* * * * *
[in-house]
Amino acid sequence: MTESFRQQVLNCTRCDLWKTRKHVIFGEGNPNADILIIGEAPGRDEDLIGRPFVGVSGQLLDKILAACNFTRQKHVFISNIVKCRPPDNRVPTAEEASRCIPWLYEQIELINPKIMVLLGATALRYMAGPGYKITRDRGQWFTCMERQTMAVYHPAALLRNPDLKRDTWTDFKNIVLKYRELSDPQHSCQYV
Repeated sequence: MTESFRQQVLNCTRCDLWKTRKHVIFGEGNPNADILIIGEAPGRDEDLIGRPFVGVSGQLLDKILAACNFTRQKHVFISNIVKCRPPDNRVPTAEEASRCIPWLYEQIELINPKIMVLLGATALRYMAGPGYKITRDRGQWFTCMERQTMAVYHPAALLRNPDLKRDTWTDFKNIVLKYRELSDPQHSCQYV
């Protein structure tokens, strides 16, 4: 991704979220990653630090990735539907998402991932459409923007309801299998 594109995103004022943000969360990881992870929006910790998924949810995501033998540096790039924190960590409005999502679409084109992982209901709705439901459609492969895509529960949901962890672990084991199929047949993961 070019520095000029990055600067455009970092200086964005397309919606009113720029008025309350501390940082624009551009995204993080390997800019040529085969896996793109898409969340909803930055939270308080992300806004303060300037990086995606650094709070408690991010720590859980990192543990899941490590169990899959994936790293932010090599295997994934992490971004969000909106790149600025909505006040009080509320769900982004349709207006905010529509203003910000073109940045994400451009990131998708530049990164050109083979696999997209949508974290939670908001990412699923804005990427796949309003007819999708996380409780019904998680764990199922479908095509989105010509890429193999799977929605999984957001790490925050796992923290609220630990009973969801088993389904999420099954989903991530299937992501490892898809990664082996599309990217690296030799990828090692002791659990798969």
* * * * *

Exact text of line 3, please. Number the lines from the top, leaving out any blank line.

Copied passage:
Repeated sequence: MTESFRQQVLNCTRCDLWKTRKHVIFGEGNPNADILIIGEAPGRDEDLIGRPFVGVSGQLLDKILAACNFTRQKHVFISNIVKCRPPDNRVPTAEEASRCIPWLYEQIELINPKIMVLLGATALRYMAGPGYKITRDRGQWFTCMERQTMAVYHPAALLRNPDLKRDTWTDFKNIVLKYRELSDPQHSCQYV